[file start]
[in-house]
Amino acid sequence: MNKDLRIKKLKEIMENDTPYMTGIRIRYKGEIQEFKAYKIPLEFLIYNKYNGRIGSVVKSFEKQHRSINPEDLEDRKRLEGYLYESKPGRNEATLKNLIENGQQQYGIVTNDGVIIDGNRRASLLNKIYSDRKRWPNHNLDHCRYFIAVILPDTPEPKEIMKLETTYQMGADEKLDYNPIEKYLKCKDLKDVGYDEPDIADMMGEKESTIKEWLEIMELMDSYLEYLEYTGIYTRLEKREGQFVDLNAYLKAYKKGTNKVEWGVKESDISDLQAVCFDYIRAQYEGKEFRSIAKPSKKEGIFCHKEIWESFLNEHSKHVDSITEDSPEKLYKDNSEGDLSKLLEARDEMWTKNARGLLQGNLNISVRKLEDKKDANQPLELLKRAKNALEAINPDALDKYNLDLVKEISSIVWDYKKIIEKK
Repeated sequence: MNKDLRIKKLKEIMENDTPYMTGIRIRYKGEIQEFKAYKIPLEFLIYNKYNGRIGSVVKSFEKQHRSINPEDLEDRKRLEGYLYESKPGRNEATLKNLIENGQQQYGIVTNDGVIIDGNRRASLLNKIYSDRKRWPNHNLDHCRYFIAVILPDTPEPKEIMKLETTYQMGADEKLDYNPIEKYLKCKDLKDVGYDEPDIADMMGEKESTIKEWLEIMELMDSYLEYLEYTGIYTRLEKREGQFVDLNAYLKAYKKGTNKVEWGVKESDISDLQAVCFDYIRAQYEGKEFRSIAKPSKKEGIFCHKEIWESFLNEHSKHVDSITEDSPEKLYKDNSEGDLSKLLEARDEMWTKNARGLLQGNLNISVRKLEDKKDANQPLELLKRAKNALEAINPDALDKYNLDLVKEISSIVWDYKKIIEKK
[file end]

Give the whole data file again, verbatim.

[in-house]
Amino acid sequence: MNKDLRIKKLKEIMENDTPYMTGIRIRYKGEIQEFKAYKIPLEFLIYNKYNGRIGSVVKSFEKQHRSINPEDLEDRKRLEGYLYESKPGRNEATLKNLIENGQQQYGIVTNDGVIIDGNRRASLLNKIYSDRKRWPNHNLDHCRYFIAVILPDTPEPKEIMKLETTYQMGADEKLDYNPIEKYLKCKDLKDVGYDEPDIADMMGEKESTIKEWLEIMELMDSYLEYLEYTGIYTRLEKREGQFVDLNAYLKAYKKGTNKVEWGVKESDISDLQAVCFDYIRAQYEGKEFRSIAKPSKKEGIFCHKEIWESFLNEHSKHVDSITEDSPEKLYKDNSEGDLSKLLEARDEMWTKNARGLLQGNLNISVRKLEDKKDANQPLELLKRAKNALEAINPDALDKYNLDLVKEISSIVWDYKKIIEKK
Repeated sequence: MNKDLRIKKLKEIMENDTPYMTGIRIRYKGEIQEFKAYKIPLEFLIYNKYNGRIGSVVKSFEKQHRSINPEDLEDRKRLEGYLYESKPGRNEATLKNLIENGQQQYGIVTNDGVIIDGNRRASLLNKIYSDRKRWPNHNLDHCRYFIAVILPDTPEPKEIMKLETTYQMGADEKLDYNPIEKYLKCKDLKDVGYDEPDIADMMGEKESTIKEWLEIMELMDSYLEYLEYTGIYTRLEKREGQFVDLNAYLKAYKKGTNKVEWGVKESDISDLQAVCFDYIRAQYEGKEFRSIAKPSKKEGIFCHKEIWESFLNEHSKHVDSITEDSPEKLYKDNSEGDLSKLLEARDEMWTKNARGLLQGNLNISVRKLEDKKDANQPLELLKRAKNALEAINPDALDKYNLDLVKEISSIVWDYKKIIEKK